This week I welcome guest blogger, Clint Watkins, as he shares with us how his personal experience of loss and pain led him to learn how to seize hope through lament. If you want to learn more about Clint, please visit his website.
In Psalm 77, verses 1-15, Asaph has taught us that when we lament, we weep, wrestle and wonder. Now in verses 16-20, Asaph continues reflecting on God’s power, but gets a little more descriptive in his pondering. This is a dramatic retelling of when Israel passed through the Red Sea. Look at all the creation language in verses 16-19.
Asaph is not just highlighting God’s power, he’s highlighting God’s redemptive power. What’s the difference? These images—the waters, clouds, rain, thunder, lightning, the sea—these are all images of chaos. People during Asaph’s time had no real defense against the storms of nature. Though we may have better protection these days, natural disasters still show us how powerless we truly are. It’s like the tornadoes that have been ripping through our country over the past week. Nature’s chaos can only be overpowered by the God who created it.
But in Psalm 77, God is not just overpowering the chaos. He’s using the chaos for his redemptive purposes. It’s cosmic Judo. Judo is a form of martial arts where you use your enemies’ strength against them. God uses the chaos to rescue Israel.
This is God’s storyline all throughout Scripture:
Genesis: what you intended for evil, God intended for good.
Exodus: the very waters that could have killed Israel was their path to salvation.
The Cross: the instrument of death becomes the vehicle for resurrection.
God’s redemptive purposes turn evil and chaos upside down.
As Asaph reflects on God’s redemptive power, the energy of his prayer builds. The waters are writhing, the clouds are swirling, lightning is flashing—it’s as if Asaph is getting louder and louder as prays. But there’s a surprising end to his prayer. The final verse in Psalm 77, verse 20, has been called an anticlimax. Almost a disappointing end. Like a joke with a bad punchline. Really, Asaph? You’re just gonna stop? I like to picture Asaph reflecting on his bed. He’s struggling to fall asleep. It’s as if he passes out while reflecting on God’s redemption. His prayer just stops. But this is no accident. He lingers here purposefully. The Psalm ends with the Israelites in the wilderness. Asaph, too, is still in the wilderness. His situation hasn’t resolved. His questions haven’t been answered.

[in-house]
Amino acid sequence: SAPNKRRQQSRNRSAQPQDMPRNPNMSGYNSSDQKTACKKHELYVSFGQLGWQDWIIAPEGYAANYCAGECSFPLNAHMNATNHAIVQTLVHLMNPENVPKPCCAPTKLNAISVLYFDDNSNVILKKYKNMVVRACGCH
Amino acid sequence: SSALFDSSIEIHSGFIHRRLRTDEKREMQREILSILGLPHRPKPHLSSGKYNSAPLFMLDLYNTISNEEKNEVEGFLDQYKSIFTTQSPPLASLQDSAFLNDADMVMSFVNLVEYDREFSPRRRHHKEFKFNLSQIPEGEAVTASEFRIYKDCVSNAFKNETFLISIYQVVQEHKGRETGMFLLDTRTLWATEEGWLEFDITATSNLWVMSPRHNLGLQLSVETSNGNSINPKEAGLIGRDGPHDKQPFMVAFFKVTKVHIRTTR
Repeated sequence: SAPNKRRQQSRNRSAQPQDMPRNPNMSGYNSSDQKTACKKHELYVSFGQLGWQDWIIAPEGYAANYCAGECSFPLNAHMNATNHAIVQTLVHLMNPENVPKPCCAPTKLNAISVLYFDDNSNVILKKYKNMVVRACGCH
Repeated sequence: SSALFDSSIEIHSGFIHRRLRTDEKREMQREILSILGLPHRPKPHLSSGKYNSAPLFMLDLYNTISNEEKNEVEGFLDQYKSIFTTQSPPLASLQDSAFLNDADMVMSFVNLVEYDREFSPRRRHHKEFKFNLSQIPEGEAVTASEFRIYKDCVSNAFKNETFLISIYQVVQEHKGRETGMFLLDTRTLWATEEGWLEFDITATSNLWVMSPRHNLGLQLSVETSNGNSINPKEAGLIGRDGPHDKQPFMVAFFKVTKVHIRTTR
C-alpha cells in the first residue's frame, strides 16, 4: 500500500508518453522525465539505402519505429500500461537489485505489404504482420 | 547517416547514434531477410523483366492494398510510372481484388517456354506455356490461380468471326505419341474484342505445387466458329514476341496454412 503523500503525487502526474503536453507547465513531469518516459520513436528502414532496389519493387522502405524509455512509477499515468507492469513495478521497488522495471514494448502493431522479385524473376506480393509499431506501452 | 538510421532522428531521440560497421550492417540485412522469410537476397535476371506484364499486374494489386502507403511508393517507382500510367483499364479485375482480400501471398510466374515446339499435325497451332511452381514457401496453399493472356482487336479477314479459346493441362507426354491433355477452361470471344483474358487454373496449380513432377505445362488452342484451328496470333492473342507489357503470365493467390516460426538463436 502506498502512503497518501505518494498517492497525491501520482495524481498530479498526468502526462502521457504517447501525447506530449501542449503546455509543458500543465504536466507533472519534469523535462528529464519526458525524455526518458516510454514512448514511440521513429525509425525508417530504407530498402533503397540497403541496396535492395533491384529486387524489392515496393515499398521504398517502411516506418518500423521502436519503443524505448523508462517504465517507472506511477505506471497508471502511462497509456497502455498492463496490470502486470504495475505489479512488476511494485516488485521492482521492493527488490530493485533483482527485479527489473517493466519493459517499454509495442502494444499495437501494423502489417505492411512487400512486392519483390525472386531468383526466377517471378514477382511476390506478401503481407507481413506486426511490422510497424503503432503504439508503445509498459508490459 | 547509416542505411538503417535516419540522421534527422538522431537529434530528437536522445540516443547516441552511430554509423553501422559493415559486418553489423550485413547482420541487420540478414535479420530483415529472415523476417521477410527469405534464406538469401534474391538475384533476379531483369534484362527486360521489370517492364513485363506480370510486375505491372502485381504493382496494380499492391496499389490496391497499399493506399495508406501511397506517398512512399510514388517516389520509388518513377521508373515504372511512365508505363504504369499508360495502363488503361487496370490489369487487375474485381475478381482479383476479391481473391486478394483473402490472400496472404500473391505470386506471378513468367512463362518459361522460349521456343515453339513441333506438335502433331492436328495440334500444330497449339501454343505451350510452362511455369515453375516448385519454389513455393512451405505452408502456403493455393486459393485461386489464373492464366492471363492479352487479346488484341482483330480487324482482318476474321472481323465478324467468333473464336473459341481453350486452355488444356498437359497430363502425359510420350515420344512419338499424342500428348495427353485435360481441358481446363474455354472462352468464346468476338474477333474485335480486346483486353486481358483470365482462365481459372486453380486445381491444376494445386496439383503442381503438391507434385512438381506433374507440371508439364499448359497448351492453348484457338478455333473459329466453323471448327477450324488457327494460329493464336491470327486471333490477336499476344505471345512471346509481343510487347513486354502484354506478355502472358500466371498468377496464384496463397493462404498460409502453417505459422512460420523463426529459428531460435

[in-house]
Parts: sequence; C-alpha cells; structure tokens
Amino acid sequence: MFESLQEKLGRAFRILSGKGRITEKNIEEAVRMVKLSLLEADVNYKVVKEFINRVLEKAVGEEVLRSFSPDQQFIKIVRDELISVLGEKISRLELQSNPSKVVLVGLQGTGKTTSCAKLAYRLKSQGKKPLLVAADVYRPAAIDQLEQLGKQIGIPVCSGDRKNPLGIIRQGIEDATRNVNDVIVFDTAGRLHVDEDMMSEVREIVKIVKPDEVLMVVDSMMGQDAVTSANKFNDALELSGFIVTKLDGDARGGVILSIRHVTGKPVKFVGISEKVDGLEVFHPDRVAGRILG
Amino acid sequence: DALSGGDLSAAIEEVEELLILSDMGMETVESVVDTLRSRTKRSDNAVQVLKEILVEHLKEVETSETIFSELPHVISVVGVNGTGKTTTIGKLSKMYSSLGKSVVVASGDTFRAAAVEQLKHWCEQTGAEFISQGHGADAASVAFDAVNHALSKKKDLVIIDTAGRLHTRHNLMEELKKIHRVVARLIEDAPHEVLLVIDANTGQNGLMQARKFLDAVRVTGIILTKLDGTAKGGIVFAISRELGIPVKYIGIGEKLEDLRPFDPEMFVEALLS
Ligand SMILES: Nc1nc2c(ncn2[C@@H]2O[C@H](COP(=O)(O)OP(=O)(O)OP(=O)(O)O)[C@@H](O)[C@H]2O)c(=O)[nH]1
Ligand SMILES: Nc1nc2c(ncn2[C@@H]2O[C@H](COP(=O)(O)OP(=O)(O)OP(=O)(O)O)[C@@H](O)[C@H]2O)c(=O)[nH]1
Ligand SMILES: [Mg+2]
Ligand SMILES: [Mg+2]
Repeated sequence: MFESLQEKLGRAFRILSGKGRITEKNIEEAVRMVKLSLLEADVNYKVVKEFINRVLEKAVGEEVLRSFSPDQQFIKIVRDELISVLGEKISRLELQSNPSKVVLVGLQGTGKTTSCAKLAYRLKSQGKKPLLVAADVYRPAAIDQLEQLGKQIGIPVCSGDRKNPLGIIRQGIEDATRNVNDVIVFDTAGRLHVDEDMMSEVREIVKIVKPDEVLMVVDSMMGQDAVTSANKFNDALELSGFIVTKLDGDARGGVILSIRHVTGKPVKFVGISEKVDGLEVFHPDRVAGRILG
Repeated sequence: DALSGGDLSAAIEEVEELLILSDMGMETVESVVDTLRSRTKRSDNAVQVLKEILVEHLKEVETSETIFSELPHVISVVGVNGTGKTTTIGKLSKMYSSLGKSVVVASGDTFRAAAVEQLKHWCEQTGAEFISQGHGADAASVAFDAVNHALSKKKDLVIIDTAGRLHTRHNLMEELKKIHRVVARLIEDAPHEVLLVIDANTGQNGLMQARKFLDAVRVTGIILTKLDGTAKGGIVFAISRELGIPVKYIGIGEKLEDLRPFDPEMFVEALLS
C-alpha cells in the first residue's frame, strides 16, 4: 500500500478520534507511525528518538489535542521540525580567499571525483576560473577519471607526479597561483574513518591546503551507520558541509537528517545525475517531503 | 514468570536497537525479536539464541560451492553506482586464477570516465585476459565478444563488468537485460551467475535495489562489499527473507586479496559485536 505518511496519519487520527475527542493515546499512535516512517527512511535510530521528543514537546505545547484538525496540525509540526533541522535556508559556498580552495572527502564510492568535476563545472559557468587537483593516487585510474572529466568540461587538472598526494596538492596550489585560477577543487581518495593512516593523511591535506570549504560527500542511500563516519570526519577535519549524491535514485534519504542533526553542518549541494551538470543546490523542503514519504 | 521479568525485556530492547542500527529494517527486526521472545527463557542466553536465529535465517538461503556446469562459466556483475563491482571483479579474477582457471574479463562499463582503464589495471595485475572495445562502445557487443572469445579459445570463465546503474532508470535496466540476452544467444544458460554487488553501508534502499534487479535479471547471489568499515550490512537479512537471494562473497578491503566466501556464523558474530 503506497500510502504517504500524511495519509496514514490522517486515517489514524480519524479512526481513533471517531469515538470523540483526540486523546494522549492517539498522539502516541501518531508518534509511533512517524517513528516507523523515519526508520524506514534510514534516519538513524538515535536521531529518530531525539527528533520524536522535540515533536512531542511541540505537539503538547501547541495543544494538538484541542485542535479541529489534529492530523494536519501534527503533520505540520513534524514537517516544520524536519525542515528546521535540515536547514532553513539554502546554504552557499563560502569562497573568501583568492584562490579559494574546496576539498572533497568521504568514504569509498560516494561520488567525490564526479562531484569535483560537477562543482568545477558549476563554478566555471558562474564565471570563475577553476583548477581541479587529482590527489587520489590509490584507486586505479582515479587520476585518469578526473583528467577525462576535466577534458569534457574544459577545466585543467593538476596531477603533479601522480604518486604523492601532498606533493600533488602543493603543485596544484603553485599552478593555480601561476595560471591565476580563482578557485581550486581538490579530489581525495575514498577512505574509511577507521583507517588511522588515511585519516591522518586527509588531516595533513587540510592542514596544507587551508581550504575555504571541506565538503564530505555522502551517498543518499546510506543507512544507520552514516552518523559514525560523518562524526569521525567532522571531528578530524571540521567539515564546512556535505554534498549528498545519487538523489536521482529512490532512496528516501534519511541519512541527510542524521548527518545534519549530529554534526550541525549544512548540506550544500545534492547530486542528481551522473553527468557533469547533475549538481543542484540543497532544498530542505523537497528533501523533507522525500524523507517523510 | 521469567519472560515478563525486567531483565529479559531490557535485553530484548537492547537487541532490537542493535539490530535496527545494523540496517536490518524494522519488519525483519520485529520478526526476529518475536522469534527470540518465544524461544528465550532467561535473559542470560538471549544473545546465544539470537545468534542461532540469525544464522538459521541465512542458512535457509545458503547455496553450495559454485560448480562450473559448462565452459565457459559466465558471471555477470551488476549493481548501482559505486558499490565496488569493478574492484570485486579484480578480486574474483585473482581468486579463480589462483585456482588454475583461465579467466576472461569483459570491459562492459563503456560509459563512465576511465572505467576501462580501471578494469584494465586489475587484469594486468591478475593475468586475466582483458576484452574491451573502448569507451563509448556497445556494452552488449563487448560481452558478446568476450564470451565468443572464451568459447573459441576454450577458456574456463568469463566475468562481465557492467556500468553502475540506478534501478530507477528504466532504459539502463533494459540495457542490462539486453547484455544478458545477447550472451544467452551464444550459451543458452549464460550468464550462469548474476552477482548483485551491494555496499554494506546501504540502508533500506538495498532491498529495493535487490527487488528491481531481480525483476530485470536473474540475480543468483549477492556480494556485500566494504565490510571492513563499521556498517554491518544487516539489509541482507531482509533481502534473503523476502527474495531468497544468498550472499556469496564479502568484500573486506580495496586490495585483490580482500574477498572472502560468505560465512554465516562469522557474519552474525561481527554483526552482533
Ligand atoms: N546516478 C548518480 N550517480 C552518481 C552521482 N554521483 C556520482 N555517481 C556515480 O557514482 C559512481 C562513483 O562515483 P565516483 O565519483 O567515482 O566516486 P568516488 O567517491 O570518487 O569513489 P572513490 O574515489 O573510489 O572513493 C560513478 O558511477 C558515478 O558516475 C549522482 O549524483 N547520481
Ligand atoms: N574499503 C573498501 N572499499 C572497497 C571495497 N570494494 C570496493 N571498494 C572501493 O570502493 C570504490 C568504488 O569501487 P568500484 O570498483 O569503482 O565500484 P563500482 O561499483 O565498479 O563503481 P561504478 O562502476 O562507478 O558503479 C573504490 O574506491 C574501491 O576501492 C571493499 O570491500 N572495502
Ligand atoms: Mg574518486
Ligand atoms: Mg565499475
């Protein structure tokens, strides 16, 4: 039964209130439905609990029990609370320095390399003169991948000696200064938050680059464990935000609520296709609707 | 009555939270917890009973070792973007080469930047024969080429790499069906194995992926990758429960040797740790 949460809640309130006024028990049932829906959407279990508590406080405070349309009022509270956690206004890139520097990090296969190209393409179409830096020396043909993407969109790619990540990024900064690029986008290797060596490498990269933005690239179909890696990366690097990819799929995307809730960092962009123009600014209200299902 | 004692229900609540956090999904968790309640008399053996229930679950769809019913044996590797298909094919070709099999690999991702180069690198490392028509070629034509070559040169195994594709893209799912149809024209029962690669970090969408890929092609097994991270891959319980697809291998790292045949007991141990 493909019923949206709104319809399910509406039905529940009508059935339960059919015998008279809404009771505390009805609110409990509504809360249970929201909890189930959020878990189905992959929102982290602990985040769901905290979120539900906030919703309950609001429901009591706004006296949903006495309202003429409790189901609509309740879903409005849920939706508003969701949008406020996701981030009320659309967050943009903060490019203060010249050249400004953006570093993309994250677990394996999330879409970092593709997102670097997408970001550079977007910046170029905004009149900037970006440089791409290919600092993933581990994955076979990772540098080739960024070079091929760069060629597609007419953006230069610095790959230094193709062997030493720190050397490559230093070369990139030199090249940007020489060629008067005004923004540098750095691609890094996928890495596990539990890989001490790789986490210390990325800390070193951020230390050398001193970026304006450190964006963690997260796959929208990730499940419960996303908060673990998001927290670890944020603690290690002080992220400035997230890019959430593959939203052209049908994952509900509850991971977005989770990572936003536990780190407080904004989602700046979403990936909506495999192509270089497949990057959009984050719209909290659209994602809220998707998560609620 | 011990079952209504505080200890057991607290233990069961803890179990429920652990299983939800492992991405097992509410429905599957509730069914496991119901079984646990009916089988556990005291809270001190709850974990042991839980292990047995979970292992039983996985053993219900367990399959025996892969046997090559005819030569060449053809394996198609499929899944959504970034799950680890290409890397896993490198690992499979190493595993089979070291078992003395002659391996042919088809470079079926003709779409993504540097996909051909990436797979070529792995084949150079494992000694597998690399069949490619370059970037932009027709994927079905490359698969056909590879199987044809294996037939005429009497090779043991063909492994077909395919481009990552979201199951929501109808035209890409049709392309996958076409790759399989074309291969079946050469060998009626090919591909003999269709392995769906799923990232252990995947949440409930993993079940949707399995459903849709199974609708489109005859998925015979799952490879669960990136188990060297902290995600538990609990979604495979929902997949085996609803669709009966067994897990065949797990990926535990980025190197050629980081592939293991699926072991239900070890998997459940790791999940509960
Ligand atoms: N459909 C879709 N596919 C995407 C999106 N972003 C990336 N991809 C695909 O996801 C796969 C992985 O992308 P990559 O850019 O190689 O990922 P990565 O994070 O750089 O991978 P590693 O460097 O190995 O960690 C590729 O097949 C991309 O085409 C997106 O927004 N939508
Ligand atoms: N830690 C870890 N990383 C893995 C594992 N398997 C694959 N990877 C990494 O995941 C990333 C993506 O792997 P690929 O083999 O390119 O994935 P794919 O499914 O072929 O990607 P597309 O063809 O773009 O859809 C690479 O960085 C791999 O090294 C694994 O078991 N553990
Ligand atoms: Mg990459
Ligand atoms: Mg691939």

But he knows that this is not unfamiliar territory for God and his people. God has brought his people through the wilderness before, and Asaph wants us to feel the anticipation that the Lord might do it again.
This is what faith can look like in the wilderness. You’re struggling. You’re wrestling with God. You know he’s working redemptively—but you can’t see it. You’re still wondering what he’s doing. And on this side of eternity, you may never know why he’s allowing this to happen. So you simply wait. Wait for God to do something, to show up, to save.
This is how the Bible as a whole ends. Revelation paints this future hope of God erasing all tears and pain—but it ends in the wilderness. “Come, Lord Jesus!” We revel in redemption, we anticipate Christ’s return, but we wait.
There’s an enormous amount of pressure to “find the silver lining” in the storm. It can feel unfaithful if you haven’t found the spiritual purpose for your suffering. Now, it’s not wrong to find purpose in your pain—I know it can be really helpful for people to point to particular ways that their suffering led them to do something. But Scripture also makes room for stories that linger until Christ returns.
If your suffering hasn’t ended, or you don’t have specific reasons for your pain or haven’t found the silver lining, you can still be a person of profound faith and powerful hope. We linger in redemption as we wait for Christ’s return.
Be encouraged. Lament takes time. This isn’t a once and done process. It’s not something that happens in a single conversation with God. Asaph had to process this, wrestle with the Lord, then he composed this prayer and wrote it down, worked out the poetry, edited it, finished it. Don’t rush this process. It’s okay to have seasons of wrestling with the Lord. Your sorrow is not the end of the story, but you also don’t need to rush the plotline. And working through your sorrow honestly will move you to a place of rugged hope.
Photo by Guilherme Stecanella on Unsplash
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